Dolce & Gabbana needs to clean up the mess it made in China, or get left out of the country's luxury boom.
Over the past several days, the Italian fashion line has been trying to manage a crisis caused by an ad campaign that critics called "disrespectful and racist." It's also reeling from offensive comments allegedly sent from co-founder Stefano Gabbana's personal Instagram account. The Italian designer has denied writing the messages.
Fallout from the controversy has been swift and harsh. Celebrities called for a boycott. Chinese e-commerce sites pulled D&G products from their virtual shelves. The brand canceled a major fashion show in Shanghai that the ads, which featured an Asian model struggling to eat Italian food with chopsticks, were designed to promote.
"This is a big brand crisis," said Tulin Erdem, a professor of marketing at NYU's Stern business school. "Sometimes brands do recover ... but on a scale of 1-10, [this is] really high up."
Alienating customers is always bad for business. But for luxury brands, pushing away Chinese shoppers is a disaster.
A taste for luxury
Chinese consumers that abandoned luxury brands during a government crackdown on corruption are now delivering a wave of sales to high-fashion brands.
Kering (KER), the owner of Gucci and Alexander McQueen, said that sales in China soared 30% in the first half of 2018. French fashion house Hermes credited sales in the country for record profits over the same period. D&G is a private company that does not share its sales figures with the public.
Overall, Chinese consumers spend over $7 billion each year on luxury goods, according to the consultancy McKinsey. That's nearly one-third of the global market.
Dolce & Gabbana may have seen the Shanghai show as a way to win over those consumers.
The company had promoted the canceled event with the hashtags #DGLovesChina and #DGTheGreatShow on its social media accounts.
As criticism poured in, co-founders Domenico Dolce and Stefano Gabbana tried to explain their thinking.
"Our dream was to bring to Shanghai a tribute event dedicated to China which tells our history and vision," the founders said in a statement posted to Instagram and Twitter on Wednesday. "It was not simply a fashion show, but something that we created especially with love and passion for China."
The company also said that Gabbana's account was hacked, and that the offensive messages were unauthorized. "I love China and the Chinese Culture," Gabbana wrote on his personal account. "I'm so sorry for what happened."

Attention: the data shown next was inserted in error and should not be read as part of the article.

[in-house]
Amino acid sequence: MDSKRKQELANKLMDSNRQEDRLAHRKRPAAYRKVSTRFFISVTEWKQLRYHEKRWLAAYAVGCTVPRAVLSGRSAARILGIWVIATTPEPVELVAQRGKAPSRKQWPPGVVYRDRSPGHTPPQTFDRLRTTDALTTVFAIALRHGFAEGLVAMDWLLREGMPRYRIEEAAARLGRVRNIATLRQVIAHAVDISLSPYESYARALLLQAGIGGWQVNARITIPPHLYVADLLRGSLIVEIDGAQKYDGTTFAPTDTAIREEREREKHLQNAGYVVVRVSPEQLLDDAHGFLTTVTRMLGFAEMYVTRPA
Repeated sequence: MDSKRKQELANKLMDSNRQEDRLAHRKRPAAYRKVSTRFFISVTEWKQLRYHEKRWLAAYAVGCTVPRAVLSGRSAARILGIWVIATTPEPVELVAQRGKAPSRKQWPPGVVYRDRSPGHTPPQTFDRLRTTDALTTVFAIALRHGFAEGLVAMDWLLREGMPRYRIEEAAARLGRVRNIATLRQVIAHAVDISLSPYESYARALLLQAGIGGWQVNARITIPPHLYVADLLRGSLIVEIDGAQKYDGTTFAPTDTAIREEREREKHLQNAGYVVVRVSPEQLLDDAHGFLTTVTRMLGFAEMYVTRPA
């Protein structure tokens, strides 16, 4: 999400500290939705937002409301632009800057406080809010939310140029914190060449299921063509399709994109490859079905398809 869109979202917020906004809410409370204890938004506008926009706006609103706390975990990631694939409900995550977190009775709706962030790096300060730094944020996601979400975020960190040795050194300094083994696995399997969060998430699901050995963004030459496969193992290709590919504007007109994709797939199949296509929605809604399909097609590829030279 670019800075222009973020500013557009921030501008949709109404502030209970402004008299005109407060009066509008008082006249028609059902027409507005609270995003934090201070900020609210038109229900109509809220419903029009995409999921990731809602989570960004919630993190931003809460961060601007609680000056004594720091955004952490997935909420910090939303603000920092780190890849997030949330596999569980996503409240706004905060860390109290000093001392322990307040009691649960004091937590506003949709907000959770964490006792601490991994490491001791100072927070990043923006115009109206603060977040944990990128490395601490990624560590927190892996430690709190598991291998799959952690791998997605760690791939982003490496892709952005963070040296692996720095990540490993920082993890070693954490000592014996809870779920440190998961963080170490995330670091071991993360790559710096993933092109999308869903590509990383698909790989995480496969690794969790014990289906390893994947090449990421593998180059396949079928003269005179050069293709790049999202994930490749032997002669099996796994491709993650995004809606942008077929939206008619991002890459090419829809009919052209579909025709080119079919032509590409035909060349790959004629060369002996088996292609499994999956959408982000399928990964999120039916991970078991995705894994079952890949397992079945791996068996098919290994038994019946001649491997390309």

The company did not immediately respond to a request for comment from CNN Business.
Missing the mark
Some didn't find the apologies sincere.
Chinese-French model Estelle Chen, who withdrew from the show, wrote "you don't love China, you love money," in an Instagram post tagging both the brand and Gabbana directly.
Chinese consumers are particularly sensitive to criticism that goes viral online, said Thomai Serdari, a strategist in luxury marketing and branding who teaches at NYU's Stern business school.
"People are really influenced by what's happening online," she said. "They do shop primarily online, and they're excellent researchers," she said. They "have experience in the luxury market and they really know what they're buying."
And the way young, wealthy Chinese consumers are thinking about luxury is evolving, said Sun Baohong, a marketing professor at Cheung Kong Graduate School of Business.
"Before it was more for showing off social status," she said. Now, it's about "making a personal statement."
Even if Dolce & Gabbana hadn't offended people with its ads, she added, it probably would have missed the mark with the campaign.
"The ad is really showing a very old-fashioned" image of China, she said. "Chinese consumers still love foreign brands, but things are changing."
Now, D&G has to figure out how to win back Chinese consumers.
"It's not going to happen overnight," said Andrew Gilman, founder of the crisis communications firm CommCore Consulting Group. The brand will have to "find the biggest influencers they can ... [and] get back in their good graces," he said.
The company must also share a consistent message across its social media platforms and any other channels it uses to communicate with customers, he said.
Moving forward, it will have to do a better job of understanding Chinese culture. "You can be a global brand," Gilman said, "but you have to have local sensitivities."
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